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Background: The temporal bone is the major skull bone on the side of the head whose main functions are to protect the temporal lobe of the brain and encase the bony ear canal. It has two components, a deeper concave fossa by the side of the eye where most of the temporal muscle resides and a convex posterior portion that involves the ear canal and the bone above it. While most of the temporal muscle by volume resides in the concave fossa the origin of the muscle comes from the broad temporal line of the skull above the temporal bone and sweeps downward into the concave fossa to attach to the lower jaw. 

In temporal reduction surgery for the aesthetic purpose of changing the shape of the side of the head from convex to a straight profile, the muscle that lies over the convex part of the bone is removed. While this portion of the removed temporal muscle covers a larger surface area than what lies in the concave fossa, it has far less volume due to decreased thickness. This accounts for why there is no loss of lower jaw motion or function with the muscle removal even though the procedure is done on both sides.

The effectiveness of the temporal reduction procedure is based on the natural thickness of the muscle which is surprising thick even over the convex portion of the temporal bone. It is not so much about making the sides of the head thinner, which is does, but in changing it’s profile in the front view from convex to a more straight shape. This occurs because the shape of the bone is slightly convex and the overlying muscle enhances that shape. Once the muscle is removed the convex shape is minimized.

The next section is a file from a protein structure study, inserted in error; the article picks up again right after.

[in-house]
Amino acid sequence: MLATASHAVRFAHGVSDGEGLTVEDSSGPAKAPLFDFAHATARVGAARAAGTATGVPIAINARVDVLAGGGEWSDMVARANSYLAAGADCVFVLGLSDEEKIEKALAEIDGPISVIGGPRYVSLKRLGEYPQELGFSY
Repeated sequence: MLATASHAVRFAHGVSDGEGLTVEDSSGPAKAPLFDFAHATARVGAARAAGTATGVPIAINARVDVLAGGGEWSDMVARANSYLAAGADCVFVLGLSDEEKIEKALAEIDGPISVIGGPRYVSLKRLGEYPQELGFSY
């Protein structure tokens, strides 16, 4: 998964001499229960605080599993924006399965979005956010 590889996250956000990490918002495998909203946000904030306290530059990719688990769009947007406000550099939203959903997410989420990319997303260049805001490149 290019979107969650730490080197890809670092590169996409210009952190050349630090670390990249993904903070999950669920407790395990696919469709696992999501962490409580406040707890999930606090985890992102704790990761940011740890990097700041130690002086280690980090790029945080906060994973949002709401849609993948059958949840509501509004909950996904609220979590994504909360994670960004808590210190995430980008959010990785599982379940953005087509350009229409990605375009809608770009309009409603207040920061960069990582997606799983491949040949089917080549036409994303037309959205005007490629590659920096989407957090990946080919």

Case Study: This male desired to have his wide convex-shaped side of his head narrowed. He had a positive mouth opening test in which on wide mouth opening the sides of the head narrowed and become straighter.

Under general anesthesia bilateral postauricular incisions were made and the temporal muscle separated from the overlying fascia and the underlying bone. An obliquely oriented full thickness muscle cut was made from the top of the ear superiorly to the bony temporal line. This served as the anterior resection lines while its natural attachments served as the superior, posterior and inferior resection area. (red in diagram is muscle removal areas, blue in diagram is the anterior remaining muscle areas)

The muscle segments were then removed and the fascia tightly put back together, drain placed and the skin closed in the ear crease. Closure of the fascia is an important step as it has a dampening effect on the blunt resection line of the muscle cut.

His head dressing and drains were removed the following day with the immediate improvement in the shape of the side of head seen.

While it is a relatively unknown procedure to patients and surgeons alike, and usually perceived as unable to be done or would adversely affect jaw movement, it is very effective at side of the head reshaping with no yet observed side effects.

Case Highlights:

1) Temporal reduction is a muscle reducing procedure to reshape the side of the head.

2) Release and removal of the muscle over the convex portion of the temporal bone is what accounts for its head narrowing effect.

3) Despite removal of a large surface area of the muscle no functional adverse effects have ever been seen.

Dr. Barry Eppley

Indianapolis, Indiana

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